investigated; in the first call of recursion only one cell has been investigated in
each column (blue cells, max found in the dark blue cell); in the second call of
recursion two cells were investigated in only one column (green cells), in the
third call of recursion two cells were investigated only in three columns etc. So
in each recursion call at most 2N cells were investigate and there are at most
log 2 (N) many recursion calls thus resulting in inspection of at most 2Nlog 2 N
many cells as required. Additional exercise: using the above reasoning try to
find a bound for the total number of cells investigated which is sharper than
2 Nlog 2 N.
  1. Given positive integersMandncomputeMnusing onlyO(logn) many mul- tiplications. (15 pts)
Solution:Note that whennis even,Mn= (M

(^2) )^2 , and whennis odd,Mn= (M n 21 )^2 M. Hence, we can proceed by divide and conquer. Ifnis even, we recursively computeM n (^2) and then square it. Ifnis odd, we recursively compute M n 21 , square it and then multiply by anotherM. Sincenis (approximately) halved in each recursive call, there are at mostO(logn) recursive calls, and since we perform only one or two multiplications in each recursive call, the algorithm performsO(logn) many multiplications, as required. Alternative Solution: Any positive integernis the sum of a subset of the powers of 2 ({ 1 , 2 , 4 , 8 , 16 , …}). Thus,Mnis the product of a subset of powers of Mwhere the power is a power of 2 ({M, M^2 , M^4 , M^8 , …}). We can obtain these powers ofMinO(logn) time by repeated squaring and then multiply together the appropriate powers to getMn. The appropriate powers to multiply are the powersM^2 i such that theithleast significant bit of the binary representation ofnis 1. For example, to obtainM^11 , the binary representation of 11 is 1011, and hence we should multiply togetherM,M^2 , andM^8.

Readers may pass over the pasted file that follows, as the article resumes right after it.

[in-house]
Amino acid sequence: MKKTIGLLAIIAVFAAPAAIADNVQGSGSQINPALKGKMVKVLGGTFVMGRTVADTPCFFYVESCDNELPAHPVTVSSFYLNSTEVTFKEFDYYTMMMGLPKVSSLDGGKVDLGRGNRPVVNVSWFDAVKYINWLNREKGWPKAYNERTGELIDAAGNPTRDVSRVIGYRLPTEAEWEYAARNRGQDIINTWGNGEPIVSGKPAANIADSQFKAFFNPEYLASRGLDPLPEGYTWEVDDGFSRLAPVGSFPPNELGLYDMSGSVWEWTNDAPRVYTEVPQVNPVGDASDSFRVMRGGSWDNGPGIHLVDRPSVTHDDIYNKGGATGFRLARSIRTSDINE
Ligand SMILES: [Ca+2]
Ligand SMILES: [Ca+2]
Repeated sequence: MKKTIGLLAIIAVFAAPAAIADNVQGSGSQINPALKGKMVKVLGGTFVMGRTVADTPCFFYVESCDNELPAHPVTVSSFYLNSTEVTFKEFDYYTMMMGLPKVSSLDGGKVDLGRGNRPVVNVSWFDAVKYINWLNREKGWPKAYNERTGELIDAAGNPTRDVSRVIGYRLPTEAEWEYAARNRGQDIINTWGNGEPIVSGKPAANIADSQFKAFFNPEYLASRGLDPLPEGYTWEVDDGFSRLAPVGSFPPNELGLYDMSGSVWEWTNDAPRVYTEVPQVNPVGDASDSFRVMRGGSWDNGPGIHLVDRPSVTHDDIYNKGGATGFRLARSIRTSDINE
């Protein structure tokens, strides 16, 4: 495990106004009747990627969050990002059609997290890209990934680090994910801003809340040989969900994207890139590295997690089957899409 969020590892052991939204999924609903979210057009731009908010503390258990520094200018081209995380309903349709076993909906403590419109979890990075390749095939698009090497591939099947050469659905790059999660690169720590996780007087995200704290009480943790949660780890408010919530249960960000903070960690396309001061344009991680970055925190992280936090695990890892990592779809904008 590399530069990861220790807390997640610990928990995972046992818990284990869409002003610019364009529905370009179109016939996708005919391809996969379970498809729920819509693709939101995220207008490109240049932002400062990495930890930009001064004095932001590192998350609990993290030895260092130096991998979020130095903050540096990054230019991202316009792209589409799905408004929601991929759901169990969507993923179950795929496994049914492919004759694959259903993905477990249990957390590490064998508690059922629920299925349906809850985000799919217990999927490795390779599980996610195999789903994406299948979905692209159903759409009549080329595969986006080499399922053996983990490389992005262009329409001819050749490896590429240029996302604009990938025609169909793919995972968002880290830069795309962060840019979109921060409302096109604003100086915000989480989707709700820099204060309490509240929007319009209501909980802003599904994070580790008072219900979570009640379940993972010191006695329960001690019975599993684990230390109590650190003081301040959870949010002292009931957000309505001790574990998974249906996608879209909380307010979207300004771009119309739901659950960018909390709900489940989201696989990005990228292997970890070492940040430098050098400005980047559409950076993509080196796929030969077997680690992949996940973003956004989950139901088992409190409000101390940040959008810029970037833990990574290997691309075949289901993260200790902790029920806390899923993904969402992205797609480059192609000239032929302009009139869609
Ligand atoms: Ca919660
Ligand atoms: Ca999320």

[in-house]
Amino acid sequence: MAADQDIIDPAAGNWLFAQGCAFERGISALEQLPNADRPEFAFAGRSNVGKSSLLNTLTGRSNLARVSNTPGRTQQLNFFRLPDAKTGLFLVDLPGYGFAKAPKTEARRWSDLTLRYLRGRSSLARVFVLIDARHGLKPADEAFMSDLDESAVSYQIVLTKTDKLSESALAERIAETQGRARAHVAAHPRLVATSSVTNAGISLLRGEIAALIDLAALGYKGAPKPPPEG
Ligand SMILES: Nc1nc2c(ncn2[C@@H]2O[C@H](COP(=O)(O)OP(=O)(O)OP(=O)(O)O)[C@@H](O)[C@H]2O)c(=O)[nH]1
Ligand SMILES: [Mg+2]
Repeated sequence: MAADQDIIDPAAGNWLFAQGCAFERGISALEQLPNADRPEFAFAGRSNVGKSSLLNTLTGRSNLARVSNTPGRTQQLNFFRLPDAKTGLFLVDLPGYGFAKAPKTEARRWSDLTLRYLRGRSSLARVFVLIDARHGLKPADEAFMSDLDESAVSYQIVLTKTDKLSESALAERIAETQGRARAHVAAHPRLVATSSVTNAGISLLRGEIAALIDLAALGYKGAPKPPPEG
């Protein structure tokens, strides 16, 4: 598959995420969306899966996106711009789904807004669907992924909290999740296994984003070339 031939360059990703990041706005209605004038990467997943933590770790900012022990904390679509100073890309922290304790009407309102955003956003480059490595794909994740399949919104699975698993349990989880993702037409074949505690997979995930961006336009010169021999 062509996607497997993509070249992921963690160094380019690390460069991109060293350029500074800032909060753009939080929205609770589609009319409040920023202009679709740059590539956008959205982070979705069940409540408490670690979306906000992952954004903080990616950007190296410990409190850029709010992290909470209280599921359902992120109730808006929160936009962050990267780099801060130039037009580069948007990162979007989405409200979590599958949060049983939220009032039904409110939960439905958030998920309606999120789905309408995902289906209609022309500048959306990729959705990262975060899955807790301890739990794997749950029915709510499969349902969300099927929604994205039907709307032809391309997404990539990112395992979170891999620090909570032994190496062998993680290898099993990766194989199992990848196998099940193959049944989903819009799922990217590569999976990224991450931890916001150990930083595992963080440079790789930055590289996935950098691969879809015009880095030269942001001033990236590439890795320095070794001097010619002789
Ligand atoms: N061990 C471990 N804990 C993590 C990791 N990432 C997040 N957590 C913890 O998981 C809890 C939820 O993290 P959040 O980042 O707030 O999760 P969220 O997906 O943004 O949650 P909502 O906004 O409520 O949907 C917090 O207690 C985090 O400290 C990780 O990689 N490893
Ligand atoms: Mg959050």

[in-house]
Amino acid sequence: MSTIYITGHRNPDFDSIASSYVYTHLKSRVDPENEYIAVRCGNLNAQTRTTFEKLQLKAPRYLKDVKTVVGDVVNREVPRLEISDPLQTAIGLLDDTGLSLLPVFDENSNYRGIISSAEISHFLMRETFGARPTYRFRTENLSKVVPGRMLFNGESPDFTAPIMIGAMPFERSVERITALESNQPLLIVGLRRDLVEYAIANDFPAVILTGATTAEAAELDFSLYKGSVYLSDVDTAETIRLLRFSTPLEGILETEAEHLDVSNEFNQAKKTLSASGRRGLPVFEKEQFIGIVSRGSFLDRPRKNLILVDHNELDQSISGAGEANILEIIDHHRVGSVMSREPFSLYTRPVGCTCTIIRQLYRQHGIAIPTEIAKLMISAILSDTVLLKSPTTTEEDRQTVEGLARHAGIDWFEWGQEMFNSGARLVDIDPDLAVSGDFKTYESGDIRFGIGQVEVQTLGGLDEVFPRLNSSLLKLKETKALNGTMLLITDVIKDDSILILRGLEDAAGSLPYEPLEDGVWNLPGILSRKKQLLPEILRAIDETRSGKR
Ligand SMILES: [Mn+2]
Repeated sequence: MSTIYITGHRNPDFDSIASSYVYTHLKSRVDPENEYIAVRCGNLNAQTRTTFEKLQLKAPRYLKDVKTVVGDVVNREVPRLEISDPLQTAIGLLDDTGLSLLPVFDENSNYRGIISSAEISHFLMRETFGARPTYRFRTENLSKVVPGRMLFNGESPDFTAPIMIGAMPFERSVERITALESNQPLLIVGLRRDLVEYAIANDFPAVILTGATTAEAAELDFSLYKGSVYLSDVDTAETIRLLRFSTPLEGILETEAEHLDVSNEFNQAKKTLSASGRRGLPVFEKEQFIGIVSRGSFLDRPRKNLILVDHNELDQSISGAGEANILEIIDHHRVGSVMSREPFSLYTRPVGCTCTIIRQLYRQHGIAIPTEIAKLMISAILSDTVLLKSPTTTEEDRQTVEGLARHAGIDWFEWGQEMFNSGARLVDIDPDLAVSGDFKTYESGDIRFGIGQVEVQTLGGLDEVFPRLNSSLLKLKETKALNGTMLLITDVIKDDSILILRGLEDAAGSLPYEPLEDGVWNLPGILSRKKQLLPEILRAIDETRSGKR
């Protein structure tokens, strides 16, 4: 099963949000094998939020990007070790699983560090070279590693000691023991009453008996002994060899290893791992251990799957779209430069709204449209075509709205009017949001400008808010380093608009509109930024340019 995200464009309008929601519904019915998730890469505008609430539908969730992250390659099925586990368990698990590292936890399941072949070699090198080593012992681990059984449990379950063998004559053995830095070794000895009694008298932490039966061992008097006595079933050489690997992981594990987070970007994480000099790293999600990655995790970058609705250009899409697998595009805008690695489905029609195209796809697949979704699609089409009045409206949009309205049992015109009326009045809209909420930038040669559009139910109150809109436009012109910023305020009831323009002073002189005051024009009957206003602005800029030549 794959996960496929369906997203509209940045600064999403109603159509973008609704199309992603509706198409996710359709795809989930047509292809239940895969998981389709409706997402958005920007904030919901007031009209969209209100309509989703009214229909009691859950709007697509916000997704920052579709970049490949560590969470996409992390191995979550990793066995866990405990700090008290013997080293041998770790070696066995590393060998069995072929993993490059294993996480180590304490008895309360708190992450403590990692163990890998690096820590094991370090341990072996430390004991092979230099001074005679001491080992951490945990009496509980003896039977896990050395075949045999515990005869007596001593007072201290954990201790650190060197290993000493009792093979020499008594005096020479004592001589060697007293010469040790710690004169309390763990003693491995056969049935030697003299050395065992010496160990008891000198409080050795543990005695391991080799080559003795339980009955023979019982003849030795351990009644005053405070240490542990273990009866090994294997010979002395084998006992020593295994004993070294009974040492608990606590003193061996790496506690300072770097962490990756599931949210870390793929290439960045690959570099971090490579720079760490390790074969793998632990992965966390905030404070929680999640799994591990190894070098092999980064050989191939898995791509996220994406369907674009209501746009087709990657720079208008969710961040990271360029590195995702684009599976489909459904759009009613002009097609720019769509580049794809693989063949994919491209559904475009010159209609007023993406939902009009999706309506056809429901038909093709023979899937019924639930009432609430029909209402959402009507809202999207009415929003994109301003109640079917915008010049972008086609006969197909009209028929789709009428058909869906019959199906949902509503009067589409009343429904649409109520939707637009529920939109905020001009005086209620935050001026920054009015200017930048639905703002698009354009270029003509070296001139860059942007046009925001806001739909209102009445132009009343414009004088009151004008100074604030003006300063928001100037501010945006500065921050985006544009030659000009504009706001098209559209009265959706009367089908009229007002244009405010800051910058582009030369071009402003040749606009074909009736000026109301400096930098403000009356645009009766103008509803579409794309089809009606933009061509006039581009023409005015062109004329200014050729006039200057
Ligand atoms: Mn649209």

1. Let us define the Fibonacci numbers asF 0 = 0,F 1 = 1 andFn=Fn 1 +Fn 2 for alln2. Thus, the Fibonacci sequence looks as follows: 0, 1, 1, 2, 3, 5, 8, 13, 21,…
(a) Show, by induction or otherwise, that
Fn+1 Fn
Fn Fn 1
1 1
1 0
for all integersn1.
(b) Hence or otherwise, give an algorithm that findsFninO(logn) time.
Hint: You may wish to refer to Example 1.5 on page 28 of the Review Mate-
rial booklet.
(a) Whenn= 1 we have
Fn+1 Fn
Fn Fn 1
1 1
1 0
1 1
1 0
) 1
so our claim is true forn= 1.
Letk1 be an integer, and suppose our claim holds forn=k(Inductive
Hypothesis). Then
1 1
1 0
1 1
1 0
1 1
1 0
Fk+1 Fk
Fk Fk 1
1 1
1 0
by the Inductive Hypothesis. Hence
1 1
1 0
Fk+1+Fk Fk+
Fk+Fk 1 Fk
Fk+2 Fk+
Fk+1 Fk
by the definition of the Fibonacci numbers. Hence, our claim is also true
forn=k+ 1, so by induction it is true for all integersn1.
(b) Let
1 1
1 0
and suppose we knowGx. Then, we can computeG^2 xby simply squaring
Gx, which takesO(1) time. Since it is enough to computeGn, we can do
so by first computingG^2
for allt blog 2 nc: we can do this inO(logn)
steps by repeatedly squaringG.